By Gavin Halse*
Corporate performance management (CPM) has existed in some form or other since companies first started making things, and is therefore not a new concept for manufacturers. Increasing competitive and regulatory pressures are resulting in an increase in formal CPM acceptance.
However, the concept only now appears to be getting requisite attention from the IT community. Does the relatively slow uptake of CPM by IT mean that IT professionals are simply slow to understand how manufacturing companies are run, or are there more fundamental factors involved?
In a typical manufacturing organisation CPM is intrinsic to the way things are managed. Engineers love quantitative measures of performance and create metrics for anything that moves.
Manufacturing metrics may include simple, process-related indicators such as production rate, yield, efficiency, and waste with associated financial measures such as sales, working capital, and cost of production. Even safety, health, environment and quality (SHEQ) measures such as incidents, accidents, and non-conformances are useful measures of performance.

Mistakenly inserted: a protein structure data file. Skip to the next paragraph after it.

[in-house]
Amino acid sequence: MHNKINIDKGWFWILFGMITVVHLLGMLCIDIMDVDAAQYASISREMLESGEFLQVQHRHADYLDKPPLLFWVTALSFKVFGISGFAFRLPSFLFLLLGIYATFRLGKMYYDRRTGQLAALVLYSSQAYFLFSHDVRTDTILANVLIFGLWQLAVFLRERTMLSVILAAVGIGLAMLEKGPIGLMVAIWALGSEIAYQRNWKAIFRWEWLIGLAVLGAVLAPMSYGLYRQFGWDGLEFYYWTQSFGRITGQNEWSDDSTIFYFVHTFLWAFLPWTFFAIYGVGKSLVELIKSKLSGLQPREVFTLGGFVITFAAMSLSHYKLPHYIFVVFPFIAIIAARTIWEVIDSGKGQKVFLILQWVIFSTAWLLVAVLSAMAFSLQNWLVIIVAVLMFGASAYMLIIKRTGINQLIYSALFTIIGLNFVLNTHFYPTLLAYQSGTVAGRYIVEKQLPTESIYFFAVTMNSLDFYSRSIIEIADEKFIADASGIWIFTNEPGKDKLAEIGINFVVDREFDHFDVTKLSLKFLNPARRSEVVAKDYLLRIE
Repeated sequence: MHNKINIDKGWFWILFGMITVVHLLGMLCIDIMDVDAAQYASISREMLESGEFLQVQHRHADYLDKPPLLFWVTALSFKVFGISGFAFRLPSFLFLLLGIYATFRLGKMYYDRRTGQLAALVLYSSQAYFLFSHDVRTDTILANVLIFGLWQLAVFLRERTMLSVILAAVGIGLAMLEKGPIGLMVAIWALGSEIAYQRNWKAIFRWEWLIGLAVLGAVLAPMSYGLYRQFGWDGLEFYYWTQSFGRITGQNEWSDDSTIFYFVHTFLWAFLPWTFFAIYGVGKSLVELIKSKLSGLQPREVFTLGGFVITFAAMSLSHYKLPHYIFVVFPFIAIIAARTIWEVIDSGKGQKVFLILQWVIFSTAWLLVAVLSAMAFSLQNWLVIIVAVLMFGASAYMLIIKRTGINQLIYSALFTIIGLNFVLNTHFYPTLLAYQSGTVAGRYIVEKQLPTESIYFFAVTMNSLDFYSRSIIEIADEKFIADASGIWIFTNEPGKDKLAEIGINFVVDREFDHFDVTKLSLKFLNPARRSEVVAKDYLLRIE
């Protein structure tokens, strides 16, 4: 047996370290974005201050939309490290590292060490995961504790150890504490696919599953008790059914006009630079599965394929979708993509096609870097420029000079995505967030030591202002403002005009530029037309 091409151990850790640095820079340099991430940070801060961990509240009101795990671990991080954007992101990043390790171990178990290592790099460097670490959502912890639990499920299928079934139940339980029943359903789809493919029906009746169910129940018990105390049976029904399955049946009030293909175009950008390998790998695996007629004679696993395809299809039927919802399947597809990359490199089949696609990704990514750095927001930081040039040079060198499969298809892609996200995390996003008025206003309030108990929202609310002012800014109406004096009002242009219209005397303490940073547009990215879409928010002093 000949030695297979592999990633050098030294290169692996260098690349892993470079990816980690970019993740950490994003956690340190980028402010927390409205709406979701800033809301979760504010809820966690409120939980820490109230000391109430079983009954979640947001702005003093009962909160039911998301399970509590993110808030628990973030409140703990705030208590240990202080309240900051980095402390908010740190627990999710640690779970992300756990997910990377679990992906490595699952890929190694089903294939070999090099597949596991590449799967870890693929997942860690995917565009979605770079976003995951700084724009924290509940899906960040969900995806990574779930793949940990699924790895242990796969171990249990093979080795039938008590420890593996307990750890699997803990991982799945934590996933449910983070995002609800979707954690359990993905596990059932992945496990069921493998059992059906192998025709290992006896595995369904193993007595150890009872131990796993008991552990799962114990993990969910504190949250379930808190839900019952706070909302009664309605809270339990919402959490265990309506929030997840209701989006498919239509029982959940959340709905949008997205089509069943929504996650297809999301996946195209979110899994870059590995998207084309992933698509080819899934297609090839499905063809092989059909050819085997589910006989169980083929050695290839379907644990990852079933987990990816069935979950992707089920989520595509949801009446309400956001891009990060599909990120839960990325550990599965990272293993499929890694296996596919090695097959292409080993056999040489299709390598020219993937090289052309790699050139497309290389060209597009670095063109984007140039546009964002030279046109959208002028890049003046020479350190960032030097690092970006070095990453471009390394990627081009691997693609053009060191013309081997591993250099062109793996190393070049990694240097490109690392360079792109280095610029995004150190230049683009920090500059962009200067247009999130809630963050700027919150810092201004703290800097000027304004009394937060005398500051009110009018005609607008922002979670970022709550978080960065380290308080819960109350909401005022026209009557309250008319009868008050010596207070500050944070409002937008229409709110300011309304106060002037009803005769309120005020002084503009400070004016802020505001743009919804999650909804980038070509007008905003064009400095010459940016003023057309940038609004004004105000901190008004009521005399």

Regulatory pressures are requiring that these be measured and reported on with the same rigour as financial results. The sources of data to extract these measures are widespread and include plant control, manufacturing execution system (MES), accounting, human resources (HR) and enterprise resource planning (ERP) systems.
With most of the relevant data already resident in structured electronic form in IT systems, why is it then that CPM is inevitably out of the hands of IT and almost always managed by line-of-business owners through a multitude of spreadsheets? There is nothing fundamentally wrong with spreadsheets, but it must be recognised that in the wrong hands they frequently suffer from unstructured logic, multiple versions of the truth, and often they can hide an embarrassing systematic error in obscure formulae, misunderstood macros and the hidden assumptions of multiple authors. Worse still from an IT purist's perspective, these spreadsheet "electronic scraps of paper" on which key business decisions are made are found in multiple similar but not exact copies on almost every senior manager's notebook. Fortunately, there is a good chance that their competitors are in this same, uncomfortable situation.